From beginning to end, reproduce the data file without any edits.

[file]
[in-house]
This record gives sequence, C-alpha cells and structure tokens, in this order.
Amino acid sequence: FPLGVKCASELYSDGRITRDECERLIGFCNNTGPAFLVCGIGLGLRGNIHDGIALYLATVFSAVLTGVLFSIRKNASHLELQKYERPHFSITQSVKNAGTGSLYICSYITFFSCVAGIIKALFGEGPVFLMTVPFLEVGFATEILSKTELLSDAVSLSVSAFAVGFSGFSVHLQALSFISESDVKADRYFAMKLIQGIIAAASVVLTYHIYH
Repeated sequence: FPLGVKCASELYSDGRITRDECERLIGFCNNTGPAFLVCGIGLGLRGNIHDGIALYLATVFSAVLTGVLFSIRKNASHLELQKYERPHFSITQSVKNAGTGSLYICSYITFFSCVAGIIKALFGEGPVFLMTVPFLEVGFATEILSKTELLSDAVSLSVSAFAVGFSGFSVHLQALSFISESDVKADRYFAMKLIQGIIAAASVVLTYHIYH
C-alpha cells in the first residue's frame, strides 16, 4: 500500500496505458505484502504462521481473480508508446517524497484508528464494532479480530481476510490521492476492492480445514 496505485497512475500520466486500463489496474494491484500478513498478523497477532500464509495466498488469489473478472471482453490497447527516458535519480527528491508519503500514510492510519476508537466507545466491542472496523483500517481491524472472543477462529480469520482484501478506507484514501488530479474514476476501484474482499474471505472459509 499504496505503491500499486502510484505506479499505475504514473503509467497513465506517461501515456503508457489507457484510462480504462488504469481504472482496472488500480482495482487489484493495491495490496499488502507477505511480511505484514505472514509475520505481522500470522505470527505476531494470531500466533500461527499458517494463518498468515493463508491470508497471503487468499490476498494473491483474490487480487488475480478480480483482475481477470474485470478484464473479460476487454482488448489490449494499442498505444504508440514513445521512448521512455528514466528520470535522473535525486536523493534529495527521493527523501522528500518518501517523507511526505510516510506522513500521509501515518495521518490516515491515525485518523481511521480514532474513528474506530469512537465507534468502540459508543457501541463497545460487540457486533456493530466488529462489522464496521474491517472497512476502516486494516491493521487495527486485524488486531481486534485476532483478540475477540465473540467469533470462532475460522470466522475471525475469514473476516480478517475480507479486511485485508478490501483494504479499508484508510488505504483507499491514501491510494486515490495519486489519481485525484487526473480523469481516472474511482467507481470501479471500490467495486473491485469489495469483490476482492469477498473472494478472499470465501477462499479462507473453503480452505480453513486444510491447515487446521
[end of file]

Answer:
[in-house]
This record gives sequence, C-alpha cells and structure tokens, in this order.
Amino acid sequence: FPLGVKCASELYSDGRITRDECERLIGFCNNTGPAFLVCGIGLGLRGNIHDGIALYLATVFSAVLTGVLFSIRKNASHLELQKYERPHFSITQSVKNAGTGSLYICSYITFFSCVAGIIKALFGEGPVFLMTVPFLEVGFATEILSKTELLSDAVSLSVSAFAVGFSGFSVHLQALSFISESDVKADRYFAMKLIQGIIAAASVVLTYHIYH
Repeated sequence: FPLGVKCASELYSDGRITRDECERLIGFCNNTGPAFLVCGIGLGLRGNIHDGIALYLATVFSAVLTGVLFSIRKNASHLELQKYERPHFSITQSVKNAGTGSLYICSYITFFSCVAGIIKALFGEGPVFLMTVPFLEVGFATEILSKTELLSDAVSLSVSAFAVGFSGFSVHLQALSFISESDVKADRYFAMKLIQGIIAAASVVLTYHIYH
C-alpha cells in the first residue's frame, strides 16, 4: 500500500496505458505484502504462521481473480508508446517524497484508528464494532479480530481476510490521492476492492480445514 496505485497512475500520466486500463489496474494491484500478513498478523497477532500464509495466498488469489473478472471482453490497447527516458535519480527528491508519503500514510492510519476508537466507545466491542472496523483500517481491524472472543477462529480469520482484501478506507484514501488530479474514476476501484474482499474471505472459509 499504496505503491500499486502510484505506479499505475504514473503509467497513465506517461501515456503508457489507457484510462480504462488504469481504472482496472488500480482495482487489484493495491495490496499488502507477505511480511505484514505472514509475520505481522500470522505470527505476531494470531500466533500461527499458517494463518498468515493463508491470508497471503487468499490476498494473491483474490487480487488475480478480480483482475481477470474485470478484464473479460476487454482488448489490449494499442498505444504508440514513445521512448521512455528514466528520470535522473535525486536523493534529495527521493527523501522528500518518501517523507511526505510516510506522513500521509501515518495521518490516515491515525485518523481511521480514532474513528474506530469512537465507534468502540459508543457501541463497545460487540457486533456493530466488529462489522464496521474491517472497512476502516486494516491493521487495527486485524488486531481486534485476532483478540475477540465473540467469533470462532475460522470466522475471525475469514473476516480478517475480507479486511485485508478490501483494504479499508484508510488505504483507499491514501491510494486515490495519486489519481485525484487526473480523469481516472474511482467507481470501479471500490467495486473491485469489495469483490476482492469477498473472494478472499470465501477462499479462507473453503480452505480453513486444510491447515487446521